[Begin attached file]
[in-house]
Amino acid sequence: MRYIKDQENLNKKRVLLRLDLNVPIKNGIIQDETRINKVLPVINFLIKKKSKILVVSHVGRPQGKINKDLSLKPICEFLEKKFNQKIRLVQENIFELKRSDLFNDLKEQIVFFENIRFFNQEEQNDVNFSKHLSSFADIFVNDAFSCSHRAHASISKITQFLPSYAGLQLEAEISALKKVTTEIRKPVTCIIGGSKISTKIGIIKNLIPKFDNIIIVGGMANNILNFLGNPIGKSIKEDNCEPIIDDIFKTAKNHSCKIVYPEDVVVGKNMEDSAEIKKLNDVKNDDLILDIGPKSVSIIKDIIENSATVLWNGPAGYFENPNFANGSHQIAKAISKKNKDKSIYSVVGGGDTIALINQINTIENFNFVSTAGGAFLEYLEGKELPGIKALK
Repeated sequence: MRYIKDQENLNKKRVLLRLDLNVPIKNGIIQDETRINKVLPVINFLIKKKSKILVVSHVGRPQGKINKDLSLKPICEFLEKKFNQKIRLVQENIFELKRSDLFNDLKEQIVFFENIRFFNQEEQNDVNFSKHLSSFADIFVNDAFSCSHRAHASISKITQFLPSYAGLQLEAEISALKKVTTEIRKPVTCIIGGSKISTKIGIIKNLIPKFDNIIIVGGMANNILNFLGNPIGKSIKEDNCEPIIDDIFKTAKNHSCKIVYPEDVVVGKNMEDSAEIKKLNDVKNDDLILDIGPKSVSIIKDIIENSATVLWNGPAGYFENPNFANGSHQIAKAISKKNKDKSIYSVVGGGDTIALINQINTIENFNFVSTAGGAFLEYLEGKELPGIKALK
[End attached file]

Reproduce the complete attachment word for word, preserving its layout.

[in-house]
Amino acid sequence: MRYIKDQENLNKKRVLLRLDLNVPIKNGIIQDETRINKVLPVINFLIKKKSKILVVSHVGRPQGKINKDLSLKPICEFLEKKFNQKIRLVQENIFELKRSDLFNDLKEQIVFFENIRFFNQEEQNDVNFSKHLSSFADIFVNDAFSCSHRAHASISKITQFLPSYAGLQLEAEISALKKVTTEIRKPVTCIIGGSKISTKIGIIKNLIPKFDNIIIVGGMANNILNFLGNPIGKSIKEDNCEPIIDDIFKTAKNHSCKIVYPEDVVVGKNMEDSAEIKKLNDVKNDDLILDIGPKSVSIIKDIIENSATVLWNGPAGYFENPNFANGSHQIAKAISKKNKDKSIYSVVGGGDTIALINQINTIENFNFVSTAGGAFLEYLEGKELPGIKALK
Repeated sequence: MRYIKDQENLNKKRVLLRLDLNVPIKNGIIQDETRINKVLPVINFLIKKKSKILVVSHVGRPQGKINKDLSLKPICEFLEKKFNQKIRLVQENIFELKRSDLFNDLKEQIVFFENIRFFNQEEQNDVNFSKHLSSFADIFVNDAFSCSHRAHASISKITQFLPSYAGLQLEAEISALKKVTTEIRKPVTCIIGGSKISTKIGIIKNLIPKFDNIIIVGGMANNILNFLGNPIGKSIKEDNCEPIIDDIFKTAKNHSCKIVYPEDVVVGKNMEDSAEIKKLNDVKNDDLILDIGPKSVSIIKDIIENSATVLWNGPAGYFENPNFANGSHQIAKAISKKNKDKSIYSVVGGGDTIALINQINTIENFNFVSTAGGAFLEYLEGKELPGIKALK